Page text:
Finances play an important role in any relationship. As a household, you will determine how much money you spend on normal expenses (like groceries) to bigger purchases such as a new home or vacation. Discussing finances with your partner before cohabitation or marriage is one of the most important things you can do, so that both of you will feel comfortable with the agreement of how household and larger expenses will be managed. While this may sound simple enough, this conversation may not always be the easiest to have. But with approximately 44% of all marriages ending in divorce due to financial incompatibility (I’m not sure how much of this is driven by the most recent recession), it’s clear this is a conversation worth having.
But what exactly is the best way to approach your financial situation as a couple? The arguments typically begin because one person in the relationship earns more money than the other. Should the one who earns more money be responsible for more of the household expenses? That depends on who you ask. More traditional relationship and marital advisors suggest both individuals in the relationship pay an equal amount for all shared expenses. That way, no one can feel as though they can’t have a say in important financial decisions.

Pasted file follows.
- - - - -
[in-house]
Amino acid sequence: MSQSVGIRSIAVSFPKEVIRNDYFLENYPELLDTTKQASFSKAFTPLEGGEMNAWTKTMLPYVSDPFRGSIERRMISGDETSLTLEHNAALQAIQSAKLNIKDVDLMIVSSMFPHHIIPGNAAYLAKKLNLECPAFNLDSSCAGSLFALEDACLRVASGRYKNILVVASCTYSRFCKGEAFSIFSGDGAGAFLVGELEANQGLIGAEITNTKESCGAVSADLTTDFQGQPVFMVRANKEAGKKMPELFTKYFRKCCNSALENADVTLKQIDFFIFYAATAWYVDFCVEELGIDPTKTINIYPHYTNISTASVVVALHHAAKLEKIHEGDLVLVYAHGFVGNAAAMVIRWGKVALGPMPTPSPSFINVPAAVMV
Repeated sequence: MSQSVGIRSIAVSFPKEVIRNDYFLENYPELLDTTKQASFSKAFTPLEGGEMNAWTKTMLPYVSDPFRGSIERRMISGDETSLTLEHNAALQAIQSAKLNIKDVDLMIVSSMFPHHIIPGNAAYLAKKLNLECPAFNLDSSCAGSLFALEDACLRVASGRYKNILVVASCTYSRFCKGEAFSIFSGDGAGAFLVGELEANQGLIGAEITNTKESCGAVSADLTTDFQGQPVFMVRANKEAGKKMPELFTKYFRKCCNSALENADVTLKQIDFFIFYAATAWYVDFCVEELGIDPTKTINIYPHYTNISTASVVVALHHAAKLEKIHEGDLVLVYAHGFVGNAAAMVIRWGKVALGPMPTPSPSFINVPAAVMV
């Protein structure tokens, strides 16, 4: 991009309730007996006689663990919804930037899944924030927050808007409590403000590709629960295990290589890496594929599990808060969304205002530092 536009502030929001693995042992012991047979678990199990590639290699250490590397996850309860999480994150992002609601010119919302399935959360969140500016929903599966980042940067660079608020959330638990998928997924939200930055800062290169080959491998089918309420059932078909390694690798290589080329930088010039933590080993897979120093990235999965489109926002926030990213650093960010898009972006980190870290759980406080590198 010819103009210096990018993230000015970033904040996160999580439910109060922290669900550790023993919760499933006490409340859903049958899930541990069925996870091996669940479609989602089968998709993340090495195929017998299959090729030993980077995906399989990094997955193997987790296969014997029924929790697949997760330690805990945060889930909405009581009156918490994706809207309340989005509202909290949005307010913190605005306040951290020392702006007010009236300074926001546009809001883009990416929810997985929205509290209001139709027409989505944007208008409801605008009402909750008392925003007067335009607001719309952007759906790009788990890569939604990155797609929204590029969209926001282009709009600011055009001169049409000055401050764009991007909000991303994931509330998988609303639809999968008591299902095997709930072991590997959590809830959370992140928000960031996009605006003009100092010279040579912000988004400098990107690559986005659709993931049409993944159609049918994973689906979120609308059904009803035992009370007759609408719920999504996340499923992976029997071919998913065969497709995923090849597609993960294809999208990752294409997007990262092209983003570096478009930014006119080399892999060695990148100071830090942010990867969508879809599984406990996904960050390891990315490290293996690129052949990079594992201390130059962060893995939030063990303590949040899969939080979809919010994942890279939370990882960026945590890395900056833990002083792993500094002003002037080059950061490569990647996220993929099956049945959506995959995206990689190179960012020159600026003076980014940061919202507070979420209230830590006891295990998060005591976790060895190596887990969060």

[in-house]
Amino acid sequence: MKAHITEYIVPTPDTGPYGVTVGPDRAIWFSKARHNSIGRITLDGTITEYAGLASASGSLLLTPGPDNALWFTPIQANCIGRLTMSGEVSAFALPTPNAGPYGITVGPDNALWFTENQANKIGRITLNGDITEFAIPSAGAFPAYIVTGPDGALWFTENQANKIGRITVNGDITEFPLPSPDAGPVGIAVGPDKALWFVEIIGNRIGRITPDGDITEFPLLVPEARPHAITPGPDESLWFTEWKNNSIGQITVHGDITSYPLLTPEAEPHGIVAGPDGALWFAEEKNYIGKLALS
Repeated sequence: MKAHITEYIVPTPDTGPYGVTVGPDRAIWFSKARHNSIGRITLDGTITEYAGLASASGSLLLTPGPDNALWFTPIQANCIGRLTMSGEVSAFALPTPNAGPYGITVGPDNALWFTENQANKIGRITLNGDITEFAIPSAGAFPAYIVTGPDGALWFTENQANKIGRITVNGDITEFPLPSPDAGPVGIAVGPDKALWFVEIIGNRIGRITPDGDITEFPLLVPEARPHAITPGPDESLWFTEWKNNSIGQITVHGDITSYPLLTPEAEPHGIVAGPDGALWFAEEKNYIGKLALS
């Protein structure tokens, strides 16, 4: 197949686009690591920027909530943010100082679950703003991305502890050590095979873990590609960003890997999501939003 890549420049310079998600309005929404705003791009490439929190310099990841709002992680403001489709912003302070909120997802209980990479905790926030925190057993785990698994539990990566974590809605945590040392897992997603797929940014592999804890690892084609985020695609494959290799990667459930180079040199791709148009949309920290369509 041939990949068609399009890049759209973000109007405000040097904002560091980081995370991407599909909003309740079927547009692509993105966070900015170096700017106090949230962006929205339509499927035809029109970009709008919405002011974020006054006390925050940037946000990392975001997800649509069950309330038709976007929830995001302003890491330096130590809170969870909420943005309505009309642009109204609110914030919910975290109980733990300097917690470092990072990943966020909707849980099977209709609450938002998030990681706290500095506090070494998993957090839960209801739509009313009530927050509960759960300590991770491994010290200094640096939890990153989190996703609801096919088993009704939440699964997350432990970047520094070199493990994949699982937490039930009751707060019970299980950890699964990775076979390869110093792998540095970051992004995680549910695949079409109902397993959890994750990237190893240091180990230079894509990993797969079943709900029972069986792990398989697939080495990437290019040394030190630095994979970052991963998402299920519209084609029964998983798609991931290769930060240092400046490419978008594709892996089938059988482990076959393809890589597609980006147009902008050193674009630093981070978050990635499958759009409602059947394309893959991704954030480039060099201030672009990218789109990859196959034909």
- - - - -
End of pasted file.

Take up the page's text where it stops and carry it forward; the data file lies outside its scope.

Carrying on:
However, a lot of people view the 50/50 rule as an unfair arrangement, especially if there is one person in the relationship that earns less than their partner. That leads to the next question…what is fair? After talking to different people (friends, family, and strangers) about what they felt was fair, the two most popular percentage splits I heard the most are 65/35 and 55/45. When I asked how they came to that conclusion, the usual response was “…because it’s not fair for me to pay the same amount if [he/she] makes more”. This makes me think a lot of the reasons for changing the traditional 50/50 financial responsibilities are about as unequal as the responses I’ve received.
This also made me wonder…is there any where in the world you can pay a percentage of expenses because you make less? This does not include any government assistance programs which most working families don’t qualify for despite a legitimate need. For example, can you make a decent household income and call the electric company and ask they only charge you a percentage of the bill because of your salary? The answer is no. In most cases, they will only work to reduce your bill if you meet strict criteria. Can you go to the grocery store and pay a percentage of your bill because you make less the person in front or behind you? The answer is definitely no.
So, keep all that in mind when having that difficult conversation with your significant other because that may be the difference between a long lasting relationship or a one-way ticket to Splitsville.
What do you think is fair? Should the higher income earner pay more?
Image: Tetra Images